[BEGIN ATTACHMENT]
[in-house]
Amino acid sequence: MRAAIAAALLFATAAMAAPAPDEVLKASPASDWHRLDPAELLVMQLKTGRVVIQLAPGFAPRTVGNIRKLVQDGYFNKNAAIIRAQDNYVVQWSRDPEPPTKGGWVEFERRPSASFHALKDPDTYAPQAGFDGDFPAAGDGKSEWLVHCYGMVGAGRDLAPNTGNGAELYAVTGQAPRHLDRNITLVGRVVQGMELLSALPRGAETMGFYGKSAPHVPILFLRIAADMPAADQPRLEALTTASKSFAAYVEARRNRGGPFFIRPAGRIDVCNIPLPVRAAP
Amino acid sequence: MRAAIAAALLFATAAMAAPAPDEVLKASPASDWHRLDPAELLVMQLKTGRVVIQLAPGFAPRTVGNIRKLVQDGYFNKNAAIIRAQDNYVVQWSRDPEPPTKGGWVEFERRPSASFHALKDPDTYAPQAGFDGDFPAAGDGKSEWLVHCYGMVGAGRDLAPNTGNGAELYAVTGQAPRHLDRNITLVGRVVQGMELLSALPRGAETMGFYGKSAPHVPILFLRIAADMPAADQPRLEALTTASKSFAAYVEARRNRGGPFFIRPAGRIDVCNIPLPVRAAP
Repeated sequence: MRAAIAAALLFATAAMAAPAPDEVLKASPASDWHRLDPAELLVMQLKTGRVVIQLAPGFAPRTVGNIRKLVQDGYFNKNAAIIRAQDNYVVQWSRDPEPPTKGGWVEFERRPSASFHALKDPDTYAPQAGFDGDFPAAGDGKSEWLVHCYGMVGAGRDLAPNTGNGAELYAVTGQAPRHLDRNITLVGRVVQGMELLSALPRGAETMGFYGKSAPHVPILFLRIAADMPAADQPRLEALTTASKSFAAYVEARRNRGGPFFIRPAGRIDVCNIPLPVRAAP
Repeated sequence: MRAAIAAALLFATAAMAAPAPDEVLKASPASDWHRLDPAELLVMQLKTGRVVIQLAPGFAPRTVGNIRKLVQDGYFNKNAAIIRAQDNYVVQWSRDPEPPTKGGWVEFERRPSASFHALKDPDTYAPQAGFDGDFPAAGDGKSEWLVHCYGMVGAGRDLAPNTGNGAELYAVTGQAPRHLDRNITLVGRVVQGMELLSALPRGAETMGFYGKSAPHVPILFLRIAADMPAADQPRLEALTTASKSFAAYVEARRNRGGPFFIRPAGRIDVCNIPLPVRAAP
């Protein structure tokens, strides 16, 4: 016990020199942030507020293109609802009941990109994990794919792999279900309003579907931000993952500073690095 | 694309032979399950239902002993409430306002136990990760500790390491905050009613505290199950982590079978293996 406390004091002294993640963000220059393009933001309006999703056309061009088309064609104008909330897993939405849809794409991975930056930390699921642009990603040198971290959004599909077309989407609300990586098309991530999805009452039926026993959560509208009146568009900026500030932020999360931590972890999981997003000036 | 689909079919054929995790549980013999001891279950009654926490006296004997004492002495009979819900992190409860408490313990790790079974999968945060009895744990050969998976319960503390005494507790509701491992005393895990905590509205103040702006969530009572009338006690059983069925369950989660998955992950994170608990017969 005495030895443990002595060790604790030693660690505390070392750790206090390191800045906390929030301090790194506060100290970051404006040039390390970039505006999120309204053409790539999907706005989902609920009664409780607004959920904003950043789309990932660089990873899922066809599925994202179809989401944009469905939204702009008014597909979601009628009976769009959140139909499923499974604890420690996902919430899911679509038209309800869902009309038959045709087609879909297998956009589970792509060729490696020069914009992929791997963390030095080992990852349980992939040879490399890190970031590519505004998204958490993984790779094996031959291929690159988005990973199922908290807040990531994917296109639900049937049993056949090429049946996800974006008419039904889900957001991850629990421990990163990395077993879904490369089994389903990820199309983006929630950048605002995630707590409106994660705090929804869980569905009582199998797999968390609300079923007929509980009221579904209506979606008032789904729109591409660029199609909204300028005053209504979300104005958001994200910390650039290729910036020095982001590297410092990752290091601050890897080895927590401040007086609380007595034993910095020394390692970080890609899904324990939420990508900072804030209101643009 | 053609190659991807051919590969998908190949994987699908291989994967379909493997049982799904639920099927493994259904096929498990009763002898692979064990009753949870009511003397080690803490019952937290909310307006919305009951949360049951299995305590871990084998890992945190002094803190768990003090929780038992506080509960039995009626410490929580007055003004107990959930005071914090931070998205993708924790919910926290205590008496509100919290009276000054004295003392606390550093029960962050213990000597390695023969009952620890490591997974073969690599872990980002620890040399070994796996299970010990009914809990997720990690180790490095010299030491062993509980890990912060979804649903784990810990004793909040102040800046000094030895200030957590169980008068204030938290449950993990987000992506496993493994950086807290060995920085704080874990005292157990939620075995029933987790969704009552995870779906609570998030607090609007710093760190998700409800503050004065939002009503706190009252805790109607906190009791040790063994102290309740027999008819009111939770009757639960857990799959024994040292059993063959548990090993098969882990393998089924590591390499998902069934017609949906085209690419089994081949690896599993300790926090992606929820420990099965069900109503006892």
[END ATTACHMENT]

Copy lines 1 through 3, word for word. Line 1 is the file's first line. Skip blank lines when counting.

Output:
[in-house]
Amino acid sequence: MRAAIAAALLFATAAMAAPAPDEVLKASPASDWHRLDPAELLVMQLKTGRVVIQLAPGFAPRTVGNIRKLVQDGYFNKNAAIIRAQDNYVVQWSRDPEPPTKGGWVEFERRPSASFHALKDPDTYAPQAGFDGDFPAAGDGKSEWLVHCYGMVGAGRDLAPNTGNGAELYAVTGQAPRHLDRNITLVGRVVQGMELLSALPRGAETMGFYGKSAPHVPILFLRIAADMPAADQPRLEALTTASKSFAAYVEARRNRGGPFFIRPAGRIDVCNIPLPVRAAP
Amino acid sequence: MRAAIAAALLFATAAMAAPAPDEVLKASPASDWHRLDPAELLVMQLKTGRVVIQLAPGFAPRTVGNIRKLVQDGYFNKNAAIIRAQDNYVVQWSRDPEPPTKGGWVEFERRPSASFHALKDPDTYAPQAGFDGDFPAAGDGKSEWLVHCYGMVGAGRDLAPNTGNGAELYAVTGQAPRHLDRNITLVGRVVQGMELLSALPRGAETMGFYGKSAPHVPILFLRIAADMPAADQPRLEALTTASKSFAAYVEARRNRGGPFFIRPAGRIDVCNIPLPVRAAP